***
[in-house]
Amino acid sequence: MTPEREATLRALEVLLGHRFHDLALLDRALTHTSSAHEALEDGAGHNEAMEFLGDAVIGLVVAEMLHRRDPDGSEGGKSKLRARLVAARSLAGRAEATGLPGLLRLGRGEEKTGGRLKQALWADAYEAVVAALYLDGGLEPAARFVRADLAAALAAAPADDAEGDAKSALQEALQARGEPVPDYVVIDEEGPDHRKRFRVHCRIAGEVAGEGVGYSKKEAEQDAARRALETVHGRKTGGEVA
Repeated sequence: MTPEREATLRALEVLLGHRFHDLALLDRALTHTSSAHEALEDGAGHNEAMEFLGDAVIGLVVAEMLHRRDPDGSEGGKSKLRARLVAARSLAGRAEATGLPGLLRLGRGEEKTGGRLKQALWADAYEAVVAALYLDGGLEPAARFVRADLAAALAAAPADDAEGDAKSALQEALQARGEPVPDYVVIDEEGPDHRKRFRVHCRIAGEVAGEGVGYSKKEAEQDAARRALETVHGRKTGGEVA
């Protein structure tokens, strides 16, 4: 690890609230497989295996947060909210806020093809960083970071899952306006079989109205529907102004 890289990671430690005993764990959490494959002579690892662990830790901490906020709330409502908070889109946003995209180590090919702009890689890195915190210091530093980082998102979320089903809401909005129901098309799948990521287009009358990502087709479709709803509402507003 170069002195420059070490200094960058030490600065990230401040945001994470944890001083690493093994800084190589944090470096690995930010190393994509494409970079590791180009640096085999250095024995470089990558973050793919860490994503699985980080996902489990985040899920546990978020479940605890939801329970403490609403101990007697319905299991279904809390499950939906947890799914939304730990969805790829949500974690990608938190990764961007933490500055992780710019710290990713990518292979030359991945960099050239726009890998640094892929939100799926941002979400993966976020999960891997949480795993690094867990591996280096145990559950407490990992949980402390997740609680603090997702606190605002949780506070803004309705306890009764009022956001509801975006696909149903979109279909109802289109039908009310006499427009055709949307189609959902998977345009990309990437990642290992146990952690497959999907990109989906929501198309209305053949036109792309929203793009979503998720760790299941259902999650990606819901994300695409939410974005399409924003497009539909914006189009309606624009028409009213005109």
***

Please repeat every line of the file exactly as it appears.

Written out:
[in-house]
Amino acid sequence: MTPEREATLRALEVLLGHRFHDLALLDRALTHTSSAHEALEDGAGHNEAMEFLGDAVIGLVVAEMLHRRDPDGSEGGKSKLRARLVAARSLAGRAEATGLPGLLRLGRGEEKTGGRLKQALWADAYEAVVAALYLDGGLEPAARFVRADLAAALAAAPADDAEGDAKSALQEALQARGEPVPDYVVIDEEGPDHRKRFRVHCRIAGEVAGEGVGYSKKEAEQDAARRALETVHGRKTGGEVA
Repeated sequence: MTPEREATLRALEVLLGHRFHDLALLDRALTHTSSAHEALEDGAGHNEAMEFLGDAVIGLVVAEMLHRRDPDGSEGGKSKLRARLVAARSLAGRAEATGLPGLLRLGRGEEKTGGRLKQALWADAYEAVVAALYLDGGLEPAARFVRADLAAALAAAPADDAEGDAKSALQEALQARGEPVPDYVVIDEEGPDHRKRFRVHCRIAGEVAGEGVGYSKKEAEQDAARRALETVHGRKTGGEVA
């Protein structure tokens, strides 16, 4: 690890609230497989295996947060909210806020093809960083970071899952306006079989109205529907102004 890289990671430690005993764990959490494959002579690892662990830790901490906020709330409502908070889109946003995209180590090919702009890689890195915190210091530093980082998102979320089903809401909005129901098309799948990521287009009358990502087709479709709803509402507003 170069002195420059070490200094960058030490600065990230401040945001994470944890001083690493093994800084190589944090470096690995930010190393994509494409970079590791180009640096085999250095024995470089990558973050793919860490994503699985980080996902489990985040899920546990978020479940605890939801329970403490609403101990007697319905299991279904809390499950939906947890799914939304730990969805790829949500974690990608938190990764961007933490500055992780710019710290990713990518292979030359991945960099050239726009890998640094892929939100799926941002979400993966976020999960891997949480795993690094867990591996280096145990559950407490990992949980402390997740609680603090997702606190605002949780506070803004309705306890009764009022956001509801975006696909149903979109279909109802289109039908009310006499427009055709949307189609959902998977345009990309990437990642290992146990952690497959999907990109989906929501198309209305053949036109792309929203793009979503998720760790299941259902999650990606819901994300695409939410974005399409924003497009539909914006189009309606624009028409009213005109």